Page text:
Cursing all the while she started to climb up the gate and swing her leg over a la Calamity Jane. She ignored the laddering sound, and just prayed that she wouldn’t be spending the night in the GU clinic as they fished out splinters...yes, it had happened before. And bounce, Daisy hopped over, pushing her hair out of her eyes as she landed, and feeling rather pleased with herself. Scanning the fields for the cat she found it next to impossible not to just, for only a second or two, take in the pastoral beauty of the scene.
It was actually rather nice to be surrounded by fields and gates. There was the prerequisite herd of cows in the next field over, mummies and babies grazing happily together, and copses glittering on the horizon, dotted about thick and fast. Even the stench was becoming less noticeable as her nostrils were slowly adjusting. Birds were flying and swooping and nowhere was there an unremitting honk of traffic, or squawking of bad-tempered humans.
She saw a flash of cat streaking across the field in to the one with the cows. Bugger! Whilst they looked nice from a distance she had never actually seen a cow apart from through a car window as she drove down a motorway. Crossing the field suddenly became rather daunting. Yet another deep breath, and Daisy decided to be brave. She was not going be scared by livestock, especially not ones with pretty faces, she could do this.
She began to jog across the field shouting for the cat as she ran. Surely the wretched animal would hear and come trotting obediently back. But no, either the wind was distorting her call or her previously well-behaved house cat had become feral in a matter of minutes.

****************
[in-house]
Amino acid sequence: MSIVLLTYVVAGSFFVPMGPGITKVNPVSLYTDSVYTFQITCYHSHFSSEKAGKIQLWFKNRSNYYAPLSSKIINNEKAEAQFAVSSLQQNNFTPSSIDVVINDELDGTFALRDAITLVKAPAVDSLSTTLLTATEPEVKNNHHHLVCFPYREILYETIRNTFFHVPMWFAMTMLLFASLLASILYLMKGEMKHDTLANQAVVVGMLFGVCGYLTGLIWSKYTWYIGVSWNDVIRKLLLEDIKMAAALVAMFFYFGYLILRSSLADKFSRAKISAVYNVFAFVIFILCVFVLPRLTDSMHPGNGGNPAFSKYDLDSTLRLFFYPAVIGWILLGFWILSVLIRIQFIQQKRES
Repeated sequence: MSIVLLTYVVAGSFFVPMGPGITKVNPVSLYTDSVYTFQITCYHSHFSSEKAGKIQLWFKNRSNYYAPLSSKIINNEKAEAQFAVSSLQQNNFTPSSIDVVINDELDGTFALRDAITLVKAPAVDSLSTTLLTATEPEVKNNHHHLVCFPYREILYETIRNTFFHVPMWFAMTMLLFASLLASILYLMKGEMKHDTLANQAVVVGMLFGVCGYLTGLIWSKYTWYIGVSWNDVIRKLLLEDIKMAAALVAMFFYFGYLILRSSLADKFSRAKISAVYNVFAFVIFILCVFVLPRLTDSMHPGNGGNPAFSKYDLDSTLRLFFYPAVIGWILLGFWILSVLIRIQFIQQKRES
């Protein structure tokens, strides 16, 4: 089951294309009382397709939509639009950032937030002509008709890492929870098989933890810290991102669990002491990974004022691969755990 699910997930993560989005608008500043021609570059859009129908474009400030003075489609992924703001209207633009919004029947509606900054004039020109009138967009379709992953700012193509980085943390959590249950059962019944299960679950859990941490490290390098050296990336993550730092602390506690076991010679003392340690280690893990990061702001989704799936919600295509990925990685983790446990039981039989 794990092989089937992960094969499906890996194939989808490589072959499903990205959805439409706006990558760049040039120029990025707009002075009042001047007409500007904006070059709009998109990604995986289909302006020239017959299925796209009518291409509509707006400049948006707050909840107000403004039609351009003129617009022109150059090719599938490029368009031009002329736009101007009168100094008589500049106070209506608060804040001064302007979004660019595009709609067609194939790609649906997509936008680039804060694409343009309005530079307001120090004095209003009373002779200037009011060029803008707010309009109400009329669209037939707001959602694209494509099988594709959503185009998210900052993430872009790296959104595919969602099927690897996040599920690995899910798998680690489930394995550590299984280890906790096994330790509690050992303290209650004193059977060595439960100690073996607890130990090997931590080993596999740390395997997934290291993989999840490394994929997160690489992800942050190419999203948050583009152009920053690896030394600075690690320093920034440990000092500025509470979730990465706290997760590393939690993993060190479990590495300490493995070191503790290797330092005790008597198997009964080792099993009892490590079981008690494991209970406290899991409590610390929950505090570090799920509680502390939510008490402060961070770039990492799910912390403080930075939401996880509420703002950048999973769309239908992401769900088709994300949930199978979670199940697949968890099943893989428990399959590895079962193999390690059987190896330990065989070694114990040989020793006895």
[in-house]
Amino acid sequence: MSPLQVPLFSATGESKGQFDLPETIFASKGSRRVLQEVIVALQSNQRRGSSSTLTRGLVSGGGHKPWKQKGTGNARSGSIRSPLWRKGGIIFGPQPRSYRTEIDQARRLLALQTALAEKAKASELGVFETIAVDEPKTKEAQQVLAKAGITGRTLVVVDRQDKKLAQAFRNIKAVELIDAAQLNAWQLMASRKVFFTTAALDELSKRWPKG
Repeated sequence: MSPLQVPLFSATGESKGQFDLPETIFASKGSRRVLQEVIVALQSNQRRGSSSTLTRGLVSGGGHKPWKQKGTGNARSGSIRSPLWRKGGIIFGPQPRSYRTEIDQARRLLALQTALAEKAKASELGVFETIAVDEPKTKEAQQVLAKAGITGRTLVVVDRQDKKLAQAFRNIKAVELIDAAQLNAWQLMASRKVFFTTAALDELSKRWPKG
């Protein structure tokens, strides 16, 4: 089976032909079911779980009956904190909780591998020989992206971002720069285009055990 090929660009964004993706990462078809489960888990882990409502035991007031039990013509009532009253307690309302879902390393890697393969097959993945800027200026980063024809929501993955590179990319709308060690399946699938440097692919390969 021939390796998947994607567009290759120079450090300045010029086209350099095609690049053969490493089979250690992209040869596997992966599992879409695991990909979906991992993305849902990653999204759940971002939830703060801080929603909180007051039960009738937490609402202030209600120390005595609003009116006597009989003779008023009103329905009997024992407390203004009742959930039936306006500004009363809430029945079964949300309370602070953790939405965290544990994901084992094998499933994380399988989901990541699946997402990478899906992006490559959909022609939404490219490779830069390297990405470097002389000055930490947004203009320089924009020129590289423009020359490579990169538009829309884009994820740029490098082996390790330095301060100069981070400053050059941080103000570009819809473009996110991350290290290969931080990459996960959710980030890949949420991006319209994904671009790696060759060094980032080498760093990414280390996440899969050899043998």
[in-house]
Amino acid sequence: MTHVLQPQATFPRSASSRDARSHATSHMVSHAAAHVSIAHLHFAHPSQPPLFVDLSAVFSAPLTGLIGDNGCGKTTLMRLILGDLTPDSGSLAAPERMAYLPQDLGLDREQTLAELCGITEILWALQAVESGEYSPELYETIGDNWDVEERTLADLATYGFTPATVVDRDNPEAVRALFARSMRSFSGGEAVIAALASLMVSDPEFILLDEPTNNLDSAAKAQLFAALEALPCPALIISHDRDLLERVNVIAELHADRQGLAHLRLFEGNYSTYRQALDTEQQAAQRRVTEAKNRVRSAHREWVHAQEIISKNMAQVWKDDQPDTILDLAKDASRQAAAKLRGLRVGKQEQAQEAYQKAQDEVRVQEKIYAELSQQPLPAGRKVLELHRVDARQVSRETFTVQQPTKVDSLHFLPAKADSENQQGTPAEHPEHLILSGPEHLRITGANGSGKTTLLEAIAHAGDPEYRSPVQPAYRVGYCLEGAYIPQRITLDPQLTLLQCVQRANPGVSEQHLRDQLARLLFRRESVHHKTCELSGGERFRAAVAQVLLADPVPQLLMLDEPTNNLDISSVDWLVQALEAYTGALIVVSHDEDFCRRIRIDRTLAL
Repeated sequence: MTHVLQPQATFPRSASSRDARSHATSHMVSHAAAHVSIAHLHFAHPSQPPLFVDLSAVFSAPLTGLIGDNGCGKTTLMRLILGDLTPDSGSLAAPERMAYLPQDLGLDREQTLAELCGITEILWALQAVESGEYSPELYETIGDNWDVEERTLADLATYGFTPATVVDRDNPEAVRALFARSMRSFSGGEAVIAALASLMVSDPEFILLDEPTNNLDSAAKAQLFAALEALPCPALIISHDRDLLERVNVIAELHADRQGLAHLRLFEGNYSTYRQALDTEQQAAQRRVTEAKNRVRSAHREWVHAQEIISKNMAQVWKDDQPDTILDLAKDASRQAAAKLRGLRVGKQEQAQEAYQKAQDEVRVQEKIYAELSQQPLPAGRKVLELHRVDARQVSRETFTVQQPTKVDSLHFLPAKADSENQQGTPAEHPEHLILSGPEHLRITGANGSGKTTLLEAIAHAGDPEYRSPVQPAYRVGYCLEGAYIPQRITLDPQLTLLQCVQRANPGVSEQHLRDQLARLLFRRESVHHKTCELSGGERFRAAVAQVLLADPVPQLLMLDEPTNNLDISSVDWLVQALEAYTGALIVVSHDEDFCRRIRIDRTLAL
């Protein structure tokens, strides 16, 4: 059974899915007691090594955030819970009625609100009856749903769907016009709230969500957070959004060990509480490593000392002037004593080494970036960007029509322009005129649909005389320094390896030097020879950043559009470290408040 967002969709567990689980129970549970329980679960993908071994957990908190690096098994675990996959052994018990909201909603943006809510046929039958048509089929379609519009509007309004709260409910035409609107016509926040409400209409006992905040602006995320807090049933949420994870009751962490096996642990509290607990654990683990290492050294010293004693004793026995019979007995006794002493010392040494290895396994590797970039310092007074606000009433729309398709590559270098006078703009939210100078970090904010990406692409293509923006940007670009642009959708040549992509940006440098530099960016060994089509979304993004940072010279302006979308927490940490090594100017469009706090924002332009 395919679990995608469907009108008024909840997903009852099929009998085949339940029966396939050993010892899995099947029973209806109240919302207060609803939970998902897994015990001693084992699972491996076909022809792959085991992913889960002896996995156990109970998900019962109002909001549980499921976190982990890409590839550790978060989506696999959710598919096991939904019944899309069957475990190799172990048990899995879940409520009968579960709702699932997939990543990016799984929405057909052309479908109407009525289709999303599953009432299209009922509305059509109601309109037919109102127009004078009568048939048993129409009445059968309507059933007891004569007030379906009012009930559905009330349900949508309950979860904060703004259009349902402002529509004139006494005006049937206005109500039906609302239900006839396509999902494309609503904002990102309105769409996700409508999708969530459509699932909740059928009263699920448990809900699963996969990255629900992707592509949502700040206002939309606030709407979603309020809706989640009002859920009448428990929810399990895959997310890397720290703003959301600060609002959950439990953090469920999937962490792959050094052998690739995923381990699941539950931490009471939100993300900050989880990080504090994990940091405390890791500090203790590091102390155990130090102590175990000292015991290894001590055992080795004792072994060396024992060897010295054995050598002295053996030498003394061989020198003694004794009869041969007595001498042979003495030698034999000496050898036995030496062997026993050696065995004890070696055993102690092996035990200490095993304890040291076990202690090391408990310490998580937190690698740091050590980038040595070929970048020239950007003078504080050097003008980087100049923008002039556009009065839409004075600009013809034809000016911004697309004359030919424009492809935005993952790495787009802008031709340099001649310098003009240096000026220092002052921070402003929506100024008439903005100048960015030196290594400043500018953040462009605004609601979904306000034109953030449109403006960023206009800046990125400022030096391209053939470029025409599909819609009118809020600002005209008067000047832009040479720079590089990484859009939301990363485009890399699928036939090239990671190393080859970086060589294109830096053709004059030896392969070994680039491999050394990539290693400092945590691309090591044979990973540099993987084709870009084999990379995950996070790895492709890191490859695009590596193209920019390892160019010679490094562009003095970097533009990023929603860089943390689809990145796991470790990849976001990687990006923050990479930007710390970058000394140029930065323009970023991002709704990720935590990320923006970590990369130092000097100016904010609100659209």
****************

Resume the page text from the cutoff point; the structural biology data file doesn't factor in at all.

First field crossed, now into the next. Luckily this gate had a pull-y arm thing on it which opened fairly easily, no more climbing and bouncing at this one. Realising that as cross country at school had involved a shortcut at Bonkers Barn and a fag, and managing country terrain in her city heels was a far from easy task, she decided it was better to saunter across this one. Thus saving energy and preventing likely cow alarm followed by a trampling.
Such sauntering whilst keeping a keen eye on the cattle, who looked less pretty and slightly menacing the closer she got, (they really were very big) meant that she wasn’t paying attention to the ground across which she was walking. Not paying attention that was until her heel went into a small dip, twisting her foot and making her lose her balance. With an unexpectedly high pitched squeak she found herself falling to the ground, all arms and legs a-floundering, landing with a bump. Sitting in a field having lost her cat, and wearing a mix of Miu Miu, grass, mud and cowpat was not how she had imagined her journey to Cornwall.
Tentatively she ran her hands down her legs, spitting hair out her eyes, and massaged her ankle, it didn’t feel broken or even twisted. Unlike her shoe which quite clearly was never going to grace a chi-chi night out again. However right now, Daisy simply didn’t have the energy to care a great deal. That and the fact that she had resigned herself to the departure of chi-chi evenings from her life a couple of weeks previously. Somewhere around the point her boss/lover/landlord had sacked/dumped/kicked her out.
Deciding rather swiftly that this was very definitely not the time to dwell on that, she looked round for something to help her up. But oh yes, she was in the middle of a bloody field and there... was...nothing. Twisting her body round she propelled herself into a salutation to the sun and managed to stand. Right, enough was enough. She was not putting up with this any more. She was going to find the cat, get back to the car, ring for help and put an end to this nightmare.
Scanning the fields yet again, grrrr, she could see no apparent sign of Kissy. It seemed that with her tumble the cows had dispersed as well, which could only be a good thing. Deciding to ditch her laddered stockings, their mere presence irritating her, she continued her journey across the field to the next gate and headed for the copse at the end. Logic dictated that if the cat was nowhere in view then it was likely to be hidden somewhere amongst the trees and undergrowth in dormouse heaven.

Competition: Friendly feedback, Round 2